A Variant PfCRT Isoform Can Contribute to Resistance to the First-Line Partner Drug Piperaquine.
Journal:mBio, Volume: 8, Issue: 3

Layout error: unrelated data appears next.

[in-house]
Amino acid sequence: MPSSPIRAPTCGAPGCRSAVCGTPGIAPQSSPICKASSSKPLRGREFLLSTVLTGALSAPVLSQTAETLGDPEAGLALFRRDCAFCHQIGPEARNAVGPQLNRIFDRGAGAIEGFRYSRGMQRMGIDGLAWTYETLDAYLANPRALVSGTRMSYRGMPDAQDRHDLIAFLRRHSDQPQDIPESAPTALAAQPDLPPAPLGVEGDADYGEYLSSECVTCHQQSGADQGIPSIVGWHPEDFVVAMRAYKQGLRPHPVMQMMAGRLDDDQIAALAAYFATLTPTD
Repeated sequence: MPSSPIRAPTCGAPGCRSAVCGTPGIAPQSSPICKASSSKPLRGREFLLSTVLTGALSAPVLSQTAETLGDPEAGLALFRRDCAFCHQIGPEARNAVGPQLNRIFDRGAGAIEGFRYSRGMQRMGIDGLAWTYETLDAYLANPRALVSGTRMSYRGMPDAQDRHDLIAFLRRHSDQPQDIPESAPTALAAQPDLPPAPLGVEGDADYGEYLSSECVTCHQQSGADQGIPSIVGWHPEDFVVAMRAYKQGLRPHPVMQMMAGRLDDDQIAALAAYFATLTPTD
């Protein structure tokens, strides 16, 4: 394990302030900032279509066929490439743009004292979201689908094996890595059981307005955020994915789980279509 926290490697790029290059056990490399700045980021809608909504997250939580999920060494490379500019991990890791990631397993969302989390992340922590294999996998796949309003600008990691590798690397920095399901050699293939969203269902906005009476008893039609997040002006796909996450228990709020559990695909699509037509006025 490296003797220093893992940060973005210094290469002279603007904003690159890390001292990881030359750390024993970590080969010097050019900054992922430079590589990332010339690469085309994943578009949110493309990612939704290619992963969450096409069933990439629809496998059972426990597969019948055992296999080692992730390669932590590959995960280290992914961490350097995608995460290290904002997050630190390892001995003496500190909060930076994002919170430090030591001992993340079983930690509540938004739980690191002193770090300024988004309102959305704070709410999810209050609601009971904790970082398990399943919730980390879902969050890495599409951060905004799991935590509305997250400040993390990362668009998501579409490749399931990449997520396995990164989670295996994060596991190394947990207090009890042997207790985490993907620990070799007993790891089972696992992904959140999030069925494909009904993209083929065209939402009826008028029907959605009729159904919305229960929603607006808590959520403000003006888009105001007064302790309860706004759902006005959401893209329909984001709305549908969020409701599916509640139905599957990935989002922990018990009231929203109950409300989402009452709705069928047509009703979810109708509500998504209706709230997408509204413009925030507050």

Current efforts to reduce the global burden of malaria are threatened by the rapid spread throughout Asia of resistance to artemisinin-based combination therapies, which includes increasing rates of clinical failure with dihydroartemisinin plus piperaquine (PPQ) in Cambodia. Using zinc finger nuclease-based gene editing, we report that addition of the C101F mutation to the chloroquine (CQ) resistance-conferring PfCRT Dd2 isoform common to Asia can confer PPQ resistance to cultured parasites. Resistance was demonstrated as significantly higher PPQ concentrations causing 90% inhibition of parasite growth (IC) or 50% parasite killing (50% lethal dose [LD]). This mutation also reversed Dd2-mediated CQ resistance, sensitized parasites to amodiaquine, quinine, and artemisinin, and conferred amantadine and blasticidin resistance. Using heme fractionation assays, we demonstrate that PPQ causes a buildup of reactive free heme and inhibits the formation of chemically inert hemozoin crystals. Our data evoke inhibition of heme detoxification in the parasite’s acidic digestive vacuole as the primary mode of both the -aminoquinoline PPQ and the related 4-aminoquinoline CQ. Both drugs also inhibit hemoglobin proteolysis at elevated concentrations, suggesting an additional mode of action. Isogenic lines differing in their copy number showed equivalent PPQ susceptibilities. We propose that mutations in PfCRT could contribute to a multifactorial basis of PPQ resistance in field isolates. The global agenda to eliminate malaria depends on the continued success of artemisinin-based combination therapies (ACTs), which target the asexual blood stages of the intracellular parasite Partial resistance to artemisinin, however, is now established in Southeast Asia, exposing the partner drugs to increased selective pressure. resistance to the first-line partner piperaquine (PPQ) is now spreading rapidly in Cambodia, resulting in clinical treatment failures. Here, we report that a variant form of the chloroquine resistance transporter, harboring a C101F mutation edited into the chloroquine (CQ)-resistant Dd2 isoform prevalent in Asia, can confer PPQ resistance in cultured parasites. This was accompanied by a loss of CQ resistance. Biochemical assays showed that PPQ, like CQ, inhibits the detoxification of reactive heme that is formed by parasite-mediated catabolism of host hemoglobin. We propose that novel PfCRT variants emerging in the field could contribute to a multigenic basis of PPQ resistance.